Department of Consumer Affairs, Board of Occupational Therapy

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Complaints - Frequently Asked Questions

Q. What types of complaints fall within the CBOT's jurisdiction?

  • Practicing occupational therapy without a license
  • Drug/alcohol use or abuse
  • Impaired practice due to drug/alcohol use
  • Gross negligence/incompetence
  • Patient abuse and neglect
  • Sexual, violent, or abusive offenses
  • Fraud/Theft offenses
  • Mentally impaired and unsafe to practice
  • Unprofessional conduct
  • Failing to provide appropriate supervision
  • Failing to appropriately or adequately document patient records
  • OTs or OTAs on probation who have violated their probation conditions
  • Other acts or convictions substantially related to the practice of occupational therapy

Q. What types of complaints are outside the CBOT's jurisdiction?

  • Interpersonal conflicts
  • Employee-employer relations
  • Labor issues
  • Rudeness or impolite behavior
  • Complaints against health care practitioners that are not OTs or OTAs
  • Complaints against health care facilities, clinics, or agency operations

Q. Can I file an anonymous complaint?

A. Yes, however, complaints that do not include the name of the person involved are difficult to investigate. It is important to provide specific details, including dates and times, list of witnesses or contacts, as well as any documentary evidence. We are also unable to inform the complainant of the outcome of their complaint.

If a complainant "confidentially" provides his or her name, address or phone number, the CBOT cannot guarantee anonymity if the case goes to hearing.

Q. How will my complaint be processed?

A. Within 10 days after receipt of the complaint, the CBOT will send you a written notification of receipt. Enforcement Program staff will evaluate the complaint and obtain any additional preliminary information needed. This is done for appropriate prioritization. Depending on this step, the complaint is handled in one or more of the following ways:

  • Close non-jurisdictional
    Complaints that do not fall within the CBOT's jurisdictional authority are closed and referred to the appropriate agency.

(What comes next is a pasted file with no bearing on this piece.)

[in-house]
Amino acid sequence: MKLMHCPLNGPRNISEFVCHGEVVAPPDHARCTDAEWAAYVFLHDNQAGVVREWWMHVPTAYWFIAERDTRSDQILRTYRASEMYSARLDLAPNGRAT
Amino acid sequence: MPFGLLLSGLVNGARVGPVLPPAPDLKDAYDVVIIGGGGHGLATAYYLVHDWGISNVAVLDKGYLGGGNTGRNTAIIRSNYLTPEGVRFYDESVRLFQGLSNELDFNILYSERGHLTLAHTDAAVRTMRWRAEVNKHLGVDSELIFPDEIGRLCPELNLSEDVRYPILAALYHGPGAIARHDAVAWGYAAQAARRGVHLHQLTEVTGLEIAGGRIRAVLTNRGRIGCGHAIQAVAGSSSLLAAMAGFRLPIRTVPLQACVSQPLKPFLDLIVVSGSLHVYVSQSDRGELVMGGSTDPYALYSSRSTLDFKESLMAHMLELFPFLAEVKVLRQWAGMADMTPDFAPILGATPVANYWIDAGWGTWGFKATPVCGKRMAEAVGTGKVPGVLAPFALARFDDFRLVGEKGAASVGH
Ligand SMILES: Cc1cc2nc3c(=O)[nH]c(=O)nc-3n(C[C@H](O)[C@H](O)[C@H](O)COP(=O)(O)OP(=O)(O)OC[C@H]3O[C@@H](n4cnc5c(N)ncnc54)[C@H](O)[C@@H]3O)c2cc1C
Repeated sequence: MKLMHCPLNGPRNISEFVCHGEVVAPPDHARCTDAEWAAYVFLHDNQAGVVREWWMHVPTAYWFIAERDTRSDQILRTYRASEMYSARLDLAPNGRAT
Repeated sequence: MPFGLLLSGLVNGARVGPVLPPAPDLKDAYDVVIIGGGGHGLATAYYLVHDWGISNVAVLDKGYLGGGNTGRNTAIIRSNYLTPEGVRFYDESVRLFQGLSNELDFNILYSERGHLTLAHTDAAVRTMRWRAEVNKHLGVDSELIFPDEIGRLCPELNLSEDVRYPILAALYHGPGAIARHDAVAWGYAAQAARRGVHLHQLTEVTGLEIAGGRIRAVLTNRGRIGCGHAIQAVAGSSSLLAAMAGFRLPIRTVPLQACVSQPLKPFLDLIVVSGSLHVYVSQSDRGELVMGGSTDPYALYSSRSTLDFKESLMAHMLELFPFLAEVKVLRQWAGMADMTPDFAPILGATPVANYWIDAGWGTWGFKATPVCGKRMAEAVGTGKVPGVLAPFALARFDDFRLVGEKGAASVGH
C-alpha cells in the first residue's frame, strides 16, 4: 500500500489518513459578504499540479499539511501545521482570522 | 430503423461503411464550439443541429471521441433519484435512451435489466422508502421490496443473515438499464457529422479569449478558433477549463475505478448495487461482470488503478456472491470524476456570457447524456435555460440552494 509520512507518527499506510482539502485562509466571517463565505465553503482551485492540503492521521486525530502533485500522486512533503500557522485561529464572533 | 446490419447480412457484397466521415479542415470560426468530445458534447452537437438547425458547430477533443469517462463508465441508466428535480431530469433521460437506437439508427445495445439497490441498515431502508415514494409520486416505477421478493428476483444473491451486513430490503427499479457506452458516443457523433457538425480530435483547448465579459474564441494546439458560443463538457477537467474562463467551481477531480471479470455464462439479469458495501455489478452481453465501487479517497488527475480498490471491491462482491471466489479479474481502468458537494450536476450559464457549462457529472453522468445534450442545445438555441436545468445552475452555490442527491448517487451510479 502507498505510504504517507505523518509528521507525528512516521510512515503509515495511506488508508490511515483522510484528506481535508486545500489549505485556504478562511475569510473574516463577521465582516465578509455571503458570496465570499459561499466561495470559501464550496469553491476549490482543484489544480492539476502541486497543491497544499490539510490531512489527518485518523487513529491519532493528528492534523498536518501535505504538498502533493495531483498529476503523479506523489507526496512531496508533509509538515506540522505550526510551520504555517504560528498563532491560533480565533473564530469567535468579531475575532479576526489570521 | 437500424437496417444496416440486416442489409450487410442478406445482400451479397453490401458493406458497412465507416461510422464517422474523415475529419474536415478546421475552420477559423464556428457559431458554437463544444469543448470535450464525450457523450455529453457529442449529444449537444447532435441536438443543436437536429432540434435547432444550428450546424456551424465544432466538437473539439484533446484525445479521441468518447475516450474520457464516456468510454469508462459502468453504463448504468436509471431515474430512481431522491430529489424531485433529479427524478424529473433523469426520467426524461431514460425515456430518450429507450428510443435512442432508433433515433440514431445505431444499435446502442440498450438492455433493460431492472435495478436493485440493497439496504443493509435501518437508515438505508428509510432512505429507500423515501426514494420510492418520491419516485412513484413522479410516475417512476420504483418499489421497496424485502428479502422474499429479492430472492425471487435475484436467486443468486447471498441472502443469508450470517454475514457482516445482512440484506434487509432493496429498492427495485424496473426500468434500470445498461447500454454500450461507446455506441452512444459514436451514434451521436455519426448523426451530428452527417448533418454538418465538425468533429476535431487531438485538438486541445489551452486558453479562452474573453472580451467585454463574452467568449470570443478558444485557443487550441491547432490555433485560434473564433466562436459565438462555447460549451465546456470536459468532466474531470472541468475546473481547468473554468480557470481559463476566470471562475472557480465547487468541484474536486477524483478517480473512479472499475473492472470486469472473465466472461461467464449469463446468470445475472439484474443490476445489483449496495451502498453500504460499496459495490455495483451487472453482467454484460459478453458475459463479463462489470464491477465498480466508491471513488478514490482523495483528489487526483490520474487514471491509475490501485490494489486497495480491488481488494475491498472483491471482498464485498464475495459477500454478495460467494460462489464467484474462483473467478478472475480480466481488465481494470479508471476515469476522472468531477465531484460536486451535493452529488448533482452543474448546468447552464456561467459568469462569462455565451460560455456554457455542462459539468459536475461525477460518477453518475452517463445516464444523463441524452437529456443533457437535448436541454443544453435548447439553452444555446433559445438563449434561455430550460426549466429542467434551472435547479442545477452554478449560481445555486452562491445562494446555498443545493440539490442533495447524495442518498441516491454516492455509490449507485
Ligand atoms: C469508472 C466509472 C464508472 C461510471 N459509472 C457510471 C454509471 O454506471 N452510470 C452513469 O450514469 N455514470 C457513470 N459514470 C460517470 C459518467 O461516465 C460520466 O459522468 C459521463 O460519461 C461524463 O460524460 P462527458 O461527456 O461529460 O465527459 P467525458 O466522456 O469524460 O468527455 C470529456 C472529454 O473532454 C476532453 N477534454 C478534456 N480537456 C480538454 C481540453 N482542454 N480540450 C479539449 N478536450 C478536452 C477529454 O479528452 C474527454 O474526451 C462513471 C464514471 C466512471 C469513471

• Refer to the Division of Investigation (DOI)
    Complaints which appear to involve a violation of the Occupational Therapy Practice Act are referred to the DOI for an investigation.
  • Investigated in-house by Board staff
    Board staff may conduct the initial investigation to further assess the complaint. In-house investigations may be referred to DOI as warranted. Practitioners (aka 'Experts') may also become involved by reviewing the Board/DOI investigation(s) and may also provide a written opinion.

Q. Who conducts the investigation?

A. DOI sworn peace officers conduct investigations on behalf of the CBOT; Board staff also conduct investigations.

Q. What happens during an investigation?

A. The investigator will interview the licensee and, as needed, interview the complainant, patient, co-workers and employers. The investigator will also gather documentation, such as patient records, personnel records, etc., from relevant sources. After all pertinent information is collected, the investigator prepares a report for the CBOT.

Q. Can I check on the status of a complaint I filed?

A. In order for the CBOT to ensure that the success of the investigation is not jeopardized, Enforcement Program staff cannot discuss details or give status updates on complaints pending investigation. However, CBOT program staff will confirm if the investigation is open and ongoing. Complaints are confidential and are not public record unless an accusation is filed.

Q. What does "Accusation Filed" mean?

A. If there is sufficient evidence to substantiate a violation of the Occupational Therapy Practice Act, a legal pleading is completed by the Attorney General's Office. The OT/OTA is sent the Accusation, which is a legal document that lists formal charges. The accusation is a public record and the complainant will be notified in writing if an accusation is served upon the OT/OTA.

Q. How long will it take to resolve my complaint?

A. This depends on the complexity of a complaint and the type of review necessary to address the allegation. It also depends on whether a complaint is substantiated. Therefore, the complaint can take anywhere from several months to a couple of years to resolve. During this process, your patience is appreciated.

Q. What does "Closed" mean?

A. After review and/or investigation, evidence was not found to substantiate a violation of the Occupational Therapy Practice Act. The complainant will be notified in writing when a complaint is closed.

Q. What does "Citation and Fine" mean?

A. In lieu of filing an accusation, a citation, which may contain an administrative fine and/or order of abatement, can be issued for lesser violations of the Occupational Therapy Practice Act.